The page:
Necessity of Sustainable Operations

The communicative challenge is to convey the paradox that, on the one hand, we have been able to observe exponential growth in many markets to date, which has led to success, but that in the future it is precisely this strong growth that will limit itself and lead to absurdity. It has been ignored so far that growth and prosperity decouple as they move along the growth curve, and that any further growth eats up substance, thereby diminishing prosperity and ultimately even depriving people of their livelihood. Communicating the reversal of trends has never been easy.

Yet the indications of this trend reversal are obvious: The now global competition for raw materials and primary energy sources is making the fundamentals of economic growth as we have known them to date scarcer and more expensive. Expenditures that must be made in order to repair environmental damage already done and to prevent or compensate for future damage are increasing noticeably and will push previous approaches to their limits.

The majority of agricultural land is now highly erosion-prone, depleted and enriched with fertilizers and pesticides. As the world’s population grows and superficial prosperity increases, food becomes scarce and expensive. People are gradually trading temporary prosperity for poverty, hunger and conflict.

A similar trend is looming in the industrial sector. Water consumption is increasing exponentially and the quality of available water is deteriorating through use. Unavoidable health costs and costs for restoring nature and for climate protection are already placing a significant direct and indirect burden on industrial business models.

These “ancillary costs” are already being felt:

Plastic granules and electrical energy are becoming so expensive that some products can hardly be manufactured and marketed in an economically viable way. The electrical engineering industry is highly dependent on the availability of scarce raw materials such as tantalum. Metalworking industries depend on the availability of raw materials such as magnesium.

There is another dimension to this: the more hopeless the mission to continue working as before is, the more likely people are to miss the meaning in what they are doing and to identify themselves to a decreasing degree with the tasks assigned to them. With the focus on material success, less time is devoted to the community in the form of families, but also in the form of society, and less importance is attached to it. People isolate themselves on their way to material success. If material gain is the focus of interest and no other values are developed, people will feel unsuccessful and disoriented as soon as it becomes clear that their material goals can no longer be achieved. The resulting loss of motivation will bring the tangible limit of growth closer as economic pressure increases.

In a finite world, there can be no infinite growth. Economic activity, when we consider it embedded in its environment, is always a zero-sum game. It is a transformation of primary energy and raw materials into products, heat and mobility. Or a transformation of human skills and capacities into ideas, concepts and innovations.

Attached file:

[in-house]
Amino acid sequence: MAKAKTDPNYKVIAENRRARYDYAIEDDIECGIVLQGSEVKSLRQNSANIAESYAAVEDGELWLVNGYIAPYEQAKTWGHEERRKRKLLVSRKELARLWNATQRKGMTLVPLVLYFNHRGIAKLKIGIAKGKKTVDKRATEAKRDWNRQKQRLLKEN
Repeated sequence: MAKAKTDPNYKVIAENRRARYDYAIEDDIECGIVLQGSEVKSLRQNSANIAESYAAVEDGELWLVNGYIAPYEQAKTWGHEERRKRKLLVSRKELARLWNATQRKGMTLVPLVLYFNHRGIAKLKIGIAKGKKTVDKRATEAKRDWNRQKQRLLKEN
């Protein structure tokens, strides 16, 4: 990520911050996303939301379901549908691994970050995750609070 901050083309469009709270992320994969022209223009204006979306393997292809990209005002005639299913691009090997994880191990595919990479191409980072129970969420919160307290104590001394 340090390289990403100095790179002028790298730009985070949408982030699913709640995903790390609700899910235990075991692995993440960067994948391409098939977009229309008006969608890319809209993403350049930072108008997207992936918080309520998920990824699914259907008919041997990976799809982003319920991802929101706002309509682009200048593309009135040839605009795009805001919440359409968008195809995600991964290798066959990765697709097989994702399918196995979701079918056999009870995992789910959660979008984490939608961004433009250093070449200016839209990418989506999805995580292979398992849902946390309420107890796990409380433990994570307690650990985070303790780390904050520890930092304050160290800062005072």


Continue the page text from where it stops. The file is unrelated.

We are already feeling the effects in the form of massively rising ancillary costs in the broader sense with a comparatively small increase in benefits. In the meantime, these ancillary costs are incurred primarily as a hedge against effects that become apparent when sources are exploited to a greater extent. Dealing with uncertainty at the limits costs considerable additional effort. We are dealing with a self-reinforcing mechanism (positive feedback).

To illustrate the relationship between higher yield and increasing uncertainty, the logistic equation [i] according to the Belgian mathematician Pierre François Verhulst can serve. In 1838, he extended the linear equation dp/dt = r, where dp/dt is any further growth and r is the growth rate, by adding a term that introduces the aspect of approaching the upper limit of growth. The result is the following equation: dp/dt = r ((K-p before)/K), where K is the growth limit. Surprisingly, this equation is no longer linear. The equation initially shows an expected asymptotic approach to a growth limit. But what is really amazing about this equation is that when the growth limit is sufficiently approached, the volume begins to jump between discrete values with further increase (boom-or-bust effect), and falls into complete chaos with still further increase.

This observation is consistent with our experience with the limits of economic growth.

The growth spiral will continue to spiral only until it threatens to finally run out of food. If it continues to increase, we will have to go through a path of suffering that cannot be controlled and has no prospects.

Alternatively, we will switch over in time. However, the starting conditions for new ways become the worse, the longer we wait before we switch over. The fading out of this well-known connection and the occupation with illusory solutions do not lead at all to an improvement.

The system of nature and economy inevitably regulates itself, and we are all components of this system. Thus, the perceived dilemma that issues such as climate protection can only be solved globally and that the initiative of individuals supposedly cannot have a resounding effect will dissolve naturally. We will have no alternative at all but to face up to the challenges of a world without quantitative growth. Individuals can certainly provide impetus and set influential movements in motion.

Therefore, work to raise people's awareness of development and of the need for effective countermeasures in your environment.


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